Naumburg in Germany, etc. One of the improvements of this collection on the
works of Burchard of Worms (d. 1025) consists in this: that Ivo gives a far
greater number of canons, adding to those of Burchard canons taken from Italian
sources. As may be easily seen, theology and canon law are not yet precisely
marked off from one another - a defect which holds also for previous
collections; the chapters on the Trinity, Incarnation, and especially the
sacraments are worth seeing in this connection. But the most important feature
of Ivo's work is perhaps his preface,
Prologus, which give new rules for
solving the old problem of the discrepancies occurring in the texts of the
Fathers and the councils.
The letters of Ivo, 288 in number (Merlet has added 40 more), from which we gather nearly all that we know of his life, are in the edition of Migne together with those of his correspondents. Many are of a special interest as to the political and religious questions of the time; not a few are answers to difficulties referring to moral, liturgical, or canonical matters; some discuss problems of dogmatics. The popularity of these letters was very great, as may be gathered from the fact that they appear in the catalogues of many monastic libraries; numerous manuscripts are still extant.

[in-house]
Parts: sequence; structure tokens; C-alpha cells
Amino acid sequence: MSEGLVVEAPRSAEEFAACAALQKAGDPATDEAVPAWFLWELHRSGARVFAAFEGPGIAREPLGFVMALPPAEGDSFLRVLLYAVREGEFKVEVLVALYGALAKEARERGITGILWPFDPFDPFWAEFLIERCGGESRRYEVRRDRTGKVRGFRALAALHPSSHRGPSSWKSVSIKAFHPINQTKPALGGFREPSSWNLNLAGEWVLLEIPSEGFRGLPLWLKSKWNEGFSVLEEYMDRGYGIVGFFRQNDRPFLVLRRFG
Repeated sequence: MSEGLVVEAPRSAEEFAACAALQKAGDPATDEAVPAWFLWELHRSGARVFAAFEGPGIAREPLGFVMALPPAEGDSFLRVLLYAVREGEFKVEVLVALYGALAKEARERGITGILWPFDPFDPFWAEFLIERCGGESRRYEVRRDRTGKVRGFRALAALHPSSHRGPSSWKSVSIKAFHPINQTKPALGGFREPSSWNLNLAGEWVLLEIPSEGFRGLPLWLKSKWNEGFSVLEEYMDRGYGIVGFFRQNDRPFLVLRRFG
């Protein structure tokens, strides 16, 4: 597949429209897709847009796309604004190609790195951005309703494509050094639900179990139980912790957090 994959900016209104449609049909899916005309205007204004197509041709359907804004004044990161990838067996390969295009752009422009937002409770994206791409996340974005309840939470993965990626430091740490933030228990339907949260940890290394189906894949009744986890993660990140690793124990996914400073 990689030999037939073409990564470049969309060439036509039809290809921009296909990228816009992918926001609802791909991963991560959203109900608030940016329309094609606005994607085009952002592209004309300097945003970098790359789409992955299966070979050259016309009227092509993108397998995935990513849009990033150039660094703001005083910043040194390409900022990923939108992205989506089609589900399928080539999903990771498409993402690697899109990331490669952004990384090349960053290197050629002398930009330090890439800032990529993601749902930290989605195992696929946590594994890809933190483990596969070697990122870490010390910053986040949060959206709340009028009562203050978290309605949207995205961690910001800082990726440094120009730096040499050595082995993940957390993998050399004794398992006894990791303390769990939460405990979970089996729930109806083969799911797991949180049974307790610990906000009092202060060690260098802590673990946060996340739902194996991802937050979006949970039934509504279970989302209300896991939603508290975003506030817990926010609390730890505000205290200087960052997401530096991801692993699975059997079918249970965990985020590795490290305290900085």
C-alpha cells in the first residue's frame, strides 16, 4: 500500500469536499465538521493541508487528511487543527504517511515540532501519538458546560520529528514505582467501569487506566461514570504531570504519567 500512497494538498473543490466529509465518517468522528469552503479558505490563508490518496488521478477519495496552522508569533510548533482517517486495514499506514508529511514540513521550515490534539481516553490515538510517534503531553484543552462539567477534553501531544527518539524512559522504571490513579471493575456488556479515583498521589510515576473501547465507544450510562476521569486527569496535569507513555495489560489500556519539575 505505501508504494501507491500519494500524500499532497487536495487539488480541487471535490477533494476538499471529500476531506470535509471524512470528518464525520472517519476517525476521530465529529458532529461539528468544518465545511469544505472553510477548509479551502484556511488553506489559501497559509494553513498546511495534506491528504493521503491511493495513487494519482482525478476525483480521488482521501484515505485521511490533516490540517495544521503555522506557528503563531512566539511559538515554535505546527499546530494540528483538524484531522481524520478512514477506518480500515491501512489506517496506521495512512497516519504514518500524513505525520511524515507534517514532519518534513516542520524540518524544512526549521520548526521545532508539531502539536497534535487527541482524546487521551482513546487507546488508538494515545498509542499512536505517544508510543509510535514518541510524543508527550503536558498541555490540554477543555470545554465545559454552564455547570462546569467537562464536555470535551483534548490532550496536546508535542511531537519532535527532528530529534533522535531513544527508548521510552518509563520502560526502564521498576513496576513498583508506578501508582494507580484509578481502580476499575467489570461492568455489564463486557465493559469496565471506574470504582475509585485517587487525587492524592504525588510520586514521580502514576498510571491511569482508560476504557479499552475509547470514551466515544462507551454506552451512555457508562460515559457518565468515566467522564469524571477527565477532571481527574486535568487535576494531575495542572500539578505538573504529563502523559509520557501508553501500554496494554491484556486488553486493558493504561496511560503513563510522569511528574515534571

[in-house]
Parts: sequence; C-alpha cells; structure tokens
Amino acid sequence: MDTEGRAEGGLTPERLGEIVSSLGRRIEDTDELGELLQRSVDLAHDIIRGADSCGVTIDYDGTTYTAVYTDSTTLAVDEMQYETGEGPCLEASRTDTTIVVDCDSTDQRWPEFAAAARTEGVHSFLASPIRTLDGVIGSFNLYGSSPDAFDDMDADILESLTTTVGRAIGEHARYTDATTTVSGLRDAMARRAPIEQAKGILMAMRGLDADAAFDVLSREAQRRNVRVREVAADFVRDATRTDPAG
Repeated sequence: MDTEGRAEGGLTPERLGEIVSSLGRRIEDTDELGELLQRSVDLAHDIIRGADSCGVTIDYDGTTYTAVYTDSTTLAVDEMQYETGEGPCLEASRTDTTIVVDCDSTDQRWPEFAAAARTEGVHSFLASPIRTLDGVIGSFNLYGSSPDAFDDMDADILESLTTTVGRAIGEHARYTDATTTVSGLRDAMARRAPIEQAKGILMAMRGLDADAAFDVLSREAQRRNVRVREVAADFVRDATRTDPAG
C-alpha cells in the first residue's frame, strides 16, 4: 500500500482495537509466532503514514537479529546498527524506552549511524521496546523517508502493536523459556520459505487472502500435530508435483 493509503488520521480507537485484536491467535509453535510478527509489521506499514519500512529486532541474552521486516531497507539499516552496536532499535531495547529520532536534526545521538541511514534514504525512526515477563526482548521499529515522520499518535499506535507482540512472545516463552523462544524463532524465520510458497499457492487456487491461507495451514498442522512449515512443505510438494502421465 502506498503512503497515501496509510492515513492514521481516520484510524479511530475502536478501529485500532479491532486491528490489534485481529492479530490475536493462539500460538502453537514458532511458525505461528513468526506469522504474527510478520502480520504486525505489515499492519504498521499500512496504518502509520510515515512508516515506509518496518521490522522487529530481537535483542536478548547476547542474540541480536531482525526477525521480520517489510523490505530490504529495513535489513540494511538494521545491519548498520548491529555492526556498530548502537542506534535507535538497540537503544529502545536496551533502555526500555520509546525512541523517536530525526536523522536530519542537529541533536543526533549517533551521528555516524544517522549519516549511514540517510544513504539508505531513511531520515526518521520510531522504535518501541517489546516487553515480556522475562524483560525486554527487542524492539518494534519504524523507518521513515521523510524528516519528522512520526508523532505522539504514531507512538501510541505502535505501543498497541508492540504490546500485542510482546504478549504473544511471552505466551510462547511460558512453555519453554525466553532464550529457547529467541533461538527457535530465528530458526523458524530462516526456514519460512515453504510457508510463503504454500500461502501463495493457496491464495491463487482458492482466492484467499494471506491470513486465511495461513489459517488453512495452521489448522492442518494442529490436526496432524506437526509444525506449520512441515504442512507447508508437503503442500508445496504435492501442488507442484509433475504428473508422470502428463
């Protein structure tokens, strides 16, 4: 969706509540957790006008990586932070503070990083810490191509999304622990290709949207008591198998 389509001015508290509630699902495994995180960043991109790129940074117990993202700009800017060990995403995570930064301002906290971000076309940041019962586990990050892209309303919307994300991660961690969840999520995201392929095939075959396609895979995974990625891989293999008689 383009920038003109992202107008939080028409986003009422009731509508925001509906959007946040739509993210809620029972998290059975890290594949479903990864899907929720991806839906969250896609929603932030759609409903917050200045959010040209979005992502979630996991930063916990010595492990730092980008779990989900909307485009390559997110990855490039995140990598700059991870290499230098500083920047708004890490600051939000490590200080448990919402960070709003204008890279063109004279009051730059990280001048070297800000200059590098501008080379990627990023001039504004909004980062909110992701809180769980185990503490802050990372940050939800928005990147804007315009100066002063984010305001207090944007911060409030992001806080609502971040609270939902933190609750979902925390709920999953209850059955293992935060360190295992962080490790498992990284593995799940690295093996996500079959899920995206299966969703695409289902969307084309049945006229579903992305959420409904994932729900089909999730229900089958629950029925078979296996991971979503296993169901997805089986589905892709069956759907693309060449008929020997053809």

The twenty-five sermons are sometimes treatises on liturgical, dogmatic, or
moral questions and bear witness to the great piety and science of Bishop Ivo.
Micrologus which has been attributed to him belongs to Bernold of
Constance. Other works, such as the
Tripartita (collection of canons),
Commentary on the Psalms, etc., are still unprinted.
Influence of writings The influence of Ivo's works may be seen in the
writings of nearly all the theologians and canonists of his day and for some
time afterwards: Alger of Liege and Hugh of St. Victor, not to mention others,
depend largely on the materials put together in the
and Hugh has also borrowed from Ivo's sermons on Holy orders, dedication of
churches, etc. The connection of ideas between the
Prologus and the scheme of
Sic et Non or Gratian's
Concordantia is obvious. The saint's feast
is kept, since 1570, on 20 May; it is not known when he was canonized.
Ivo's works are found in P.L., CLXI, Decretum and Panormia: CLXII, Letters and Sermons in Mon. Germ. His.: Lites Imperatorum et Pontificum, II, 640-57; MERLET, Lettres de Saint Ives eveque de Chartres (1885); FOURNIER, Les collections canoniques attribuees a Yves de Chartres in Bibliotheque de l'Ecole des Chartres (1896 et 1897); IDEM, Yves de Chartres et le Droit canonique in Revuedes Questions Historiques (1898); Histoire litteraire de la France, X, 102-47.
Suchen bei amazon: Bücher über Catholic Encyclopedia - St. Ivo of Chartres
korrekt zitieren: Artikel
Die Deutsche Nationalbibliothek verzeichnet das Ökumenische Heiligenlexikon in der Deutschen Nationalbibliografie; detaillierte bibliografische Daten sind im Internet über http://d-nb.info/1175439177 und http://d-nb.info/969828497 abrufbar.